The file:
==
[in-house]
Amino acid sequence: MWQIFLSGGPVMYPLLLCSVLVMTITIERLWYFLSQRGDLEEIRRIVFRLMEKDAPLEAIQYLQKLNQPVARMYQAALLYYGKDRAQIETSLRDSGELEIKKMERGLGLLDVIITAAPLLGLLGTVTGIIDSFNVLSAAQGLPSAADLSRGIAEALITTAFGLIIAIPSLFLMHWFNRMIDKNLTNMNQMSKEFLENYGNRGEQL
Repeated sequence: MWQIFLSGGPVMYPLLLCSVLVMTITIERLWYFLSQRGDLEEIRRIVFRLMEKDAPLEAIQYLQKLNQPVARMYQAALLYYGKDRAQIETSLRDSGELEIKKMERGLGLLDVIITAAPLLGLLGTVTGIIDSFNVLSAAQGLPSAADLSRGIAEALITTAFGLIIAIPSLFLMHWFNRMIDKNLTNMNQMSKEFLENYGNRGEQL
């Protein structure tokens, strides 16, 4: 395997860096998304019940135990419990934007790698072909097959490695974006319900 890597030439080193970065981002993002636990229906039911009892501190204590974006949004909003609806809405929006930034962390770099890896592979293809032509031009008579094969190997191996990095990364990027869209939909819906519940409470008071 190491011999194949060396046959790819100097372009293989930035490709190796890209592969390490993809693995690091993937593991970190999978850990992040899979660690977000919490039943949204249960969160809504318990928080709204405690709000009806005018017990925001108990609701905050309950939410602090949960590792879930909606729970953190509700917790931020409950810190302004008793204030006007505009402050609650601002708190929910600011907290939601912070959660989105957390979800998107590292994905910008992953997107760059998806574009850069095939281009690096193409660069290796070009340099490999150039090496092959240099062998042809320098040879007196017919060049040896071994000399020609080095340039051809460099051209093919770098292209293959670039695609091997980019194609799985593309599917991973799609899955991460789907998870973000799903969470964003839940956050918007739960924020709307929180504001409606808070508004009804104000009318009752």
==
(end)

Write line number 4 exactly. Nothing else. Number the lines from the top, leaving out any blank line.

């Protein structure tokens, strides 16, 4: 395997860096998304019940135990419990934007790698072909097959490695974006319900 890597030439080193970065981002993002636990229906039911009892501190204590974006949004909003609806809405929006930034962390770099890896592979293809032509031009008579094969190997191996990095990364990027869209939909819906519940409470008071 190491011999194949060396046959790819100097372009293989930035490709190796890209592969390490993809693995690091993937593991970190999978850990992040899979660690977000919490039943949204249960969160809504318990928080709204405690709000009806005018017990925001108990609701905050309950939410602090949960590792879930909606729970953190509700917790931020409950810190302004008793204030006007505009402050609650601002708190929910600011907290939601912070959660989105957390979800998107590292994905910008992953997107760059998806574009850069095939281009690096193409660069290796070009340099490999150039090496092959240099062998042809320098040879007196017919060049040896071994000399020609080095340039051809460099051209093919770098292209293959670039695609091997980019194609799985593309599917991973799609899955991460789907998870973000799903969470964003839940956050918007739960924020709307929180504001409606808070508004009804104000009318009752």